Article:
Is This Good Design?……..or Meaningless Scribbles!

It’s great that so many universities are jumping onto the garden design band-wagon because it not only spreads the word, but helps create interest in the subject.
The problem arises when what is being taught, amounts to little more than ‘meaningless scribbles’. I appreciate what I am saying is controversial but this Video to me, represents everything bad about garden design teaching.

This is not supposed to be a personal attack on Dr. Ann Marie VanDerZanden, but why did she choose such a dreadful design example?  What she is passing off as a ‘typical residential design’, shows a fundamental lack of design appreciation.

The pattern is anything but simple, looking more like an angry jelly fish attacking a building.  Rhythm and line remain unexplained and she then goes on to say that proportion can’t be seen in a plan view….may be not in this design, but it should be there!
Balance was tackled next and asymmetry and symmetry introduced, but to suggest that this ‘amoeba’ is a symmetrical design makes me wonder if we are looking at the same drawing, as there is nothing formal about this plan.

The building looks like it has just landed from space and been 'plonked' onto the landscape.

The organic shapes used, show a total disregard for the geometry contained within the building and to my mind the house and garden quite simply clash.  

I think this design is Awful!!!!! ……….Yet this is the design style being taught to thousands of would-be garden designers around the world every year, by teachers who should stick to horticulture but  never venture near a drawing board!
I appreciate that design is subjective and I would love to talk to these people to understand where they are coming from, however, 70 years after Thomas Church and 40 years after John Brookes why is this mediocrity still being taught?

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Student Exhibition 2010: See Why our students are considered some of the best in the World!

Student Exhibition 2010 from Duncan Heather on Vimeo.

The student end of years’ exhibition was held on the 17th June with over 200 people visiting the show between 4-7pm

The students go on to use their exhibits as part of their sales portfolio so the work has a duel role both as a way of showing the external examiners the quality of the work and also as a sales aide for when they start their business.

The work displayed is a selection of all of the work completed through the year so from the first design exercises completed in the into module to the 3 real gardens completed during the course.

Not to mention the 20 or so speed design exercises design to stretch every facet of the design repertoire from commercial housing projects to car par design, through to the sighting of tennis courts and swimming pools and garage and driveway design. The course is called residential landscape design for a reason, as we cover both domestic and corporate projects to maximise the employability of our students as well as give them the broadest range of experience of any the design schools.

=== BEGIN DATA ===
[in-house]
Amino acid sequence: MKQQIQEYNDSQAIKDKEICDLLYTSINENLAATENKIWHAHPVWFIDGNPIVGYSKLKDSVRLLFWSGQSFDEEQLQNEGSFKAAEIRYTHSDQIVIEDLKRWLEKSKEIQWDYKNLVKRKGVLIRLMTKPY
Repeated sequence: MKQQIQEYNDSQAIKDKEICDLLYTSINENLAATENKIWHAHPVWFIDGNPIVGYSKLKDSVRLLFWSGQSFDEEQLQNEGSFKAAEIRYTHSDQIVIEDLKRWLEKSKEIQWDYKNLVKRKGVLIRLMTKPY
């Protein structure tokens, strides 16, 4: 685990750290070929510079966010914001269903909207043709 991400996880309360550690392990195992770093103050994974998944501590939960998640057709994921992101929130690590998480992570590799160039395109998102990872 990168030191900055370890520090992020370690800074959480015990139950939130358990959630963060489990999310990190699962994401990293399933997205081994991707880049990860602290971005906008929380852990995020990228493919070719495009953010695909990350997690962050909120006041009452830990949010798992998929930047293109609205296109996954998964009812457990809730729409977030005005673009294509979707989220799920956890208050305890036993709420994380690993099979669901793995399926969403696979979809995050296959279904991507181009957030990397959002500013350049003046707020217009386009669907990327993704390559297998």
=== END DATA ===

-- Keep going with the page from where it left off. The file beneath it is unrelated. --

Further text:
“The course lies somewhere between a university based education and an apprenticeship, as student and tutors work closely together on real live projects and clients from the start.”
Project 1 was a tiny courtyard garden in central Oxford the garden was part of a development of modern town houses built in the late 80’s over 3 floors with the lounge dining and kitchen bases on the first floor.
There is a first floor balcony, but no existing link to the garden, so is was decided very quickly to build a flight of stairs allowing direct access to the garden.

Project 2 was a small country garden in a village location in Rotherfield Oxfordshire. The site had significant privacy issues as well a requiring a new garage and workshop, a new conservatory and a kitchen garden. All to be squeezed into a relatively small 500 square meters

Project 3 was a 2.5 acre country garden on a sloping site in Bluebury Oxfordshire. The front entrance area require a major revamp and the client also requested a conservatory design as well as a new pond/lake at the bottom of the site.

This has been another excellent year.

You can see from the slide show that are student produce better designs in their first 8 weeks of training and most schools produce in a year.
“It’s not just their design ability! The level of technical competence and professional practice is second to none and continues to demonstrate why are student are considered to be some of the best in the world.”